Literal demonizing of Indigenous people was a natural exten­sion of early tactics used to move colonization along. In 1452 and 1455 the Catholic Church issued papal bulls calling for non-Christian people to be invaded, robbed and enslaved under the premise that they were “enemies of Christ.” Forty years later, when Christopher Columbus accidentally arrived in the Americas, European monarchs began to expand on the ideas contained in those bulls, issuing policies and practices that have been collectively referred to as the Doctrine of Discovery. These new policies dictated that “devil-worshipping” Indigenous peo­ples worldwide should not even be thought of as humans, and thus the land they had cared for and inhabited for centuries was terra nullius, or vacant land, and Christian monarchs had the “right” to claim it all. The Doctrine of Discovery was such a tantalizing, seemingly guilt-free justification for genocide, even U.S. Secretary of State Thomas Jefferson adopted it as official policy in 1792—and we all know how much Americans wanted to distinguish themselves from Europe at the time.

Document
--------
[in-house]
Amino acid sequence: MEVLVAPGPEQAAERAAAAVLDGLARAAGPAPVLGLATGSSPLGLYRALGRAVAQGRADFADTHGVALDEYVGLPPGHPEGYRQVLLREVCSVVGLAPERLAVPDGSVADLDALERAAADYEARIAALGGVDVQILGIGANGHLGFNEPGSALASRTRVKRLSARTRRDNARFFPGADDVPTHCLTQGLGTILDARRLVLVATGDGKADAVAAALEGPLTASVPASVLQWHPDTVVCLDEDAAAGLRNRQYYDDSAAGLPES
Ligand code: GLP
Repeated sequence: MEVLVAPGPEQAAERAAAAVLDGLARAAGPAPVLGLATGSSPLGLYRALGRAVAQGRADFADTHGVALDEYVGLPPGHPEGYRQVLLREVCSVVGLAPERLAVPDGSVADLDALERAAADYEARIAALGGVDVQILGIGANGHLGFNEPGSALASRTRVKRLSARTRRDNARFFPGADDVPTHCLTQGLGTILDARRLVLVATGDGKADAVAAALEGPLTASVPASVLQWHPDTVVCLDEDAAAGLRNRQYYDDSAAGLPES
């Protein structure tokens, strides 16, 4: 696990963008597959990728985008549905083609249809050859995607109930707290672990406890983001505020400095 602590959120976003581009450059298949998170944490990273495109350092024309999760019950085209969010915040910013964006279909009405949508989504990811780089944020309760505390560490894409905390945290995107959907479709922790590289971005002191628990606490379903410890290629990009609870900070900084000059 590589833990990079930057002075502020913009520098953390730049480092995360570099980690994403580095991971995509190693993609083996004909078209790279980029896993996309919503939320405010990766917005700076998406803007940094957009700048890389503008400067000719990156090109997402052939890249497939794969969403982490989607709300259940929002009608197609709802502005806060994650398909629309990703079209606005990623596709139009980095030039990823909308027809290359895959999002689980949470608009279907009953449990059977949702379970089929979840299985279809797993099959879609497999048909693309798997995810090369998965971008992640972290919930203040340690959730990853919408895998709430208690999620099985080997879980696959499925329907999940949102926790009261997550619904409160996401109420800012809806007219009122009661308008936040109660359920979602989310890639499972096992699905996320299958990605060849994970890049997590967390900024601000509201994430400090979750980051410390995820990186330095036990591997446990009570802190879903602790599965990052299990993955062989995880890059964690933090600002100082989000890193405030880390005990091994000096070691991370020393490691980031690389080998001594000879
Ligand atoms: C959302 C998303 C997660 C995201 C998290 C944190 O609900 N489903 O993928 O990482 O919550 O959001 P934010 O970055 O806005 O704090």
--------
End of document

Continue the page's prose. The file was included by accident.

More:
The Doctrine of Discovery is still cited in court cases today whenever Canada or the U.S. want to shut up Indigenous tribes who complain. In an attempt to stop this lazy, racist rationale, a delegation of Indigenous people went to Rome in 2016 to ask the church to rescind these papal bulls. Kahnawake Mohawk Kenneth Deer said that after hearing their concerns, Pope Francis merely looked him in the eye and said, “I’ll pray for you.” Two years later, after the delegation’s second trip to Rome to discuss these papal bulls, they were told the matter was being sent to another committee. Nothing else has been done, though pre­sumably the Pope is still praying for us.

“Can you imagine going to a funeral every day, maybe even two funerals, for five to ten years?” the chief asks. He’s giving a decolonization presentation, talking about the way colonization has affected our people since contact. Smallpox, tuberculosis, even the common cold hit our communities particularly hard. Then, on top of that, we had wars to contend with—some against the French, some against the British, some against either or neither or both. Back then death was all you could see, smell, hear or taste. Death was all you could feel.

“What does that type of mourning, pain and loss do to you?” he asks. We reflect on our own losses, our own mourning, our own pain. We say nothing.

After a moment he answers himself. “It creates numbness.”

Numbness is often how people describe their experience of depression.